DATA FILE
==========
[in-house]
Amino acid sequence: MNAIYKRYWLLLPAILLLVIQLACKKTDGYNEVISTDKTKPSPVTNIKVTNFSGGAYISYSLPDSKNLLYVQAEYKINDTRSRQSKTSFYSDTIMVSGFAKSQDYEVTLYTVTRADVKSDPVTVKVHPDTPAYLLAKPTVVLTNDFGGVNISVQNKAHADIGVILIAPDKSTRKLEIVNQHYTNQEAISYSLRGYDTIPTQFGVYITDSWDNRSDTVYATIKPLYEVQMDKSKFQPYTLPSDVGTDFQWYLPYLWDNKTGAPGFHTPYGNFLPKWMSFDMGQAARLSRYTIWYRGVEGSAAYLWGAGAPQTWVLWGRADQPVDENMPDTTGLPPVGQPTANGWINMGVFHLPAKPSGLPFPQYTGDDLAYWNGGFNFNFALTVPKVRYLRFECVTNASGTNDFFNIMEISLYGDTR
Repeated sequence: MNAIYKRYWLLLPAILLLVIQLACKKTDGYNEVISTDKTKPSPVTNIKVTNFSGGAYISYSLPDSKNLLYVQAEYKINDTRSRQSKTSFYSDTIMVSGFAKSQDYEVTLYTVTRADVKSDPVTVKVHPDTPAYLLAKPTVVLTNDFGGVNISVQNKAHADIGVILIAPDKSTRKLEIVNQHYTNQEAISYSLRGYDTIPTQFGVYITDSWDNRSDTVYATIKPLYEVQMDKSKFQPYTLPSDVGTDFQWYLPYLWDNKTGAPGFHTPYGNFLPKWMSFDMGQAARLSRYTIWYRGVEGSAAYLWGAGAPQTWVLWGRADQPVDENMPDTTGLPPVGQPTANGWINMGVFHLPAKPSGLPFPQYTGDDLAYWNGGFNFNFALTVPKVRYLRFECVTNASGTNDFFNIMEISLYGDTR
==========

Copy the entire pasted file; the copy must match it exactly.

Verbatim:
[in-house]
Amino acid sequence: MNAIYKRYWLLLPAILLLVIQLACKKTDGYNEVISTDKTKPSPVTNIKVTNFSGGAYISYSLPDSKNLLYVQAEYKINDTRSRQSKTSFYSDTIMVSGFAKSQDYEVTLYTVTRADVKSDPVTVKVHPDTPAYLLAKPTVVLTNDFGGVNISVQNKAHADIGVILIAPDKSTRKLEIVNQHYTNQEAISYSLRGYDTIPTQFGVYITDSWDNRSDTVYATIKPLYEVQMDKSKFQPYTLPSDVGTDFQWYLPYLWDNKTGAPGFHTPYGNFLPKWMSFDMGQAARLSRYTIWYRGVEGSAAYLWGAGAPQTWVLWGRADQPVDENMPDTTGLPPVGQPTANGWINMGVFHLPAKPSGLPFPQYTGDDLAYWNGGFNFNFALTVPKVRYLRFECVTNASGTNDFFNIMEISLYGDTR
Repeated sequence: MNAIYKRYWLLLPAILLLVIQLACKKTDGYNEVISTDKTKPSPVTNIKVTNFSGGAYISYSLPDSKNLLYVQAEYKINDTRSRQSKTSFYSDTIMVSGFAKSQDYEVTLYTVTRADVKSDPVTVKVHPDTPAYLLAKPTVVLTNDFGGVNISVQNKAHADIGVILIAPDKSTRKLEIVNQHYTNQEAISYSLRGYDTIPTQFGVYITDSWDNRSDTVYATIKPLYEVQMDKSKFQPYTLPSDVGTDFQWYLPYLWDNKTGAPGFHTPYGNFLPKWMSFDMGQAARLSRYTIWYRGVEGSAAYLWGAGAPQTWVLWGRADQPVDENMPDTTGLPPVGQPTANGWINMGVFHLPAKPSGLPFPQYTGDDLAYWNGGFNFNFALTVPKVRYLRFECVTNASGTNDFFNIMEISLYGDTR